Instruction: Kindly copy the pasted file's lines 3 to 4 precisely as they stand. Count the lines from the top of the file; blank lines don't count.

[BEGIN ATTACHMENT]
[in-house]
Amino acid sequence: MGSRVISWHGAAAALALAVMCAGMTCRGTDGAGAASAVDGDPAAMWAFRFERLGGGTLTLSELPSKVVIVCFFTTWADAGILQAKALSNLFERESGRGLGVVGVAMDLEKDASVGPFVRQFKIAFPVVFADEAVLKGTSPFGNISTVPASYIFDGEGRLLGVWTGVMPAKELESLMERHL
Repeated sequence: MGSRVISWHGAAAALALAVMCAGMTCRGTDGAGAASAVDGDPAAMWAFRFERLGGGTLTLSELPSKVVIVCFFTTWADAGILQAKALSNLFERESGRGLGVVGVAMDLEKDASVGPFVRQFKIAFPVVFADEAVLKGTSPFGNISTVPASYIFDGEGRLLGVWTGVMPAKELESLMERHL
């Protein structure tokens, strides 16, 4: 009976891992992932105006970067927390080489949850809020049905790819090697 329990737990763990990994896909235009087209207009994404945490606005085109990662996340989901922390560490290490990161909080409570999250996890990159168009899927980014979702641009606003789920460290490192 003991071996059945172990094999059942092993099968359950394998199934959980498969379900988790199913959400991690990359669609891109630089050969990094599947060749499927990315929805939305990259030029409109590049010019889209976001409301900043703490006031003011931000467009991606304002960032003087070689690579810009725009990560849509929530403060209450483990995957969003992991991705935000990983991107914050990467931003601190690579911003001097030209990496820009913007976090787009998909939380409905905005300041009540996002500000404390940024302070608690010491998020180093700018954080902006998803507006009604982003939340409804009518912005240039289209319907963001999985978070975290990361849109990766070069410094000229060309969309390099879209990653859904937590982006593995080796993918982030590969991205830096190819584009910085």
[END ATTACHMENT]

Repeated sequence: MGSRVISWHGAAAALALAVMCAGMTCRGTDGAGAASAVDGDPAAMWAFRFERLGGGTLTLSELPSKVVIVCFFTTWADAGILQAKALSNLFERESGRGLGVVGVAMDLEKDASVGPFVRQFKIAFPVVFADEAVLKGTSPFGNISTVPASYIFDGEGRLLGVWTGVMPAKELESLMERHL
């Protein structure tokens, strides 16, 4: 009976891992992932105006970067927390080489949850809020049905790819090697 329990737990763990990994896909235009087209207009994404945490606005085109990662996340989901922390560490290490990161909080409570999250996890990159168009899927980014979702641009606003789920460290490192 003991071996059945172990094999059942092993099968359950394998199934959980498969379900988790199913959400991690990359669609891109630089050969990094599947060749499927990315929805939305990259030029409109590049010019889209976001409301900043703490006031003011931000467009991606304002960032003087070689690579810009725009990560849509929530403060209450483990995957969003992991991705935000990983991107914050990467931003601190690579911003001097030209990496820009913007976090787009998909939380409905905005300041009540996002500000404390940024302070608690010491998020180093700018954080902006998803507006009604982003939340409804009518912005240039289209319907963001999985978070975290990361849109990766070069410094000229060309969309390099879209990653859904937590982006593995080796993918982030590969991205830096190819584009910085």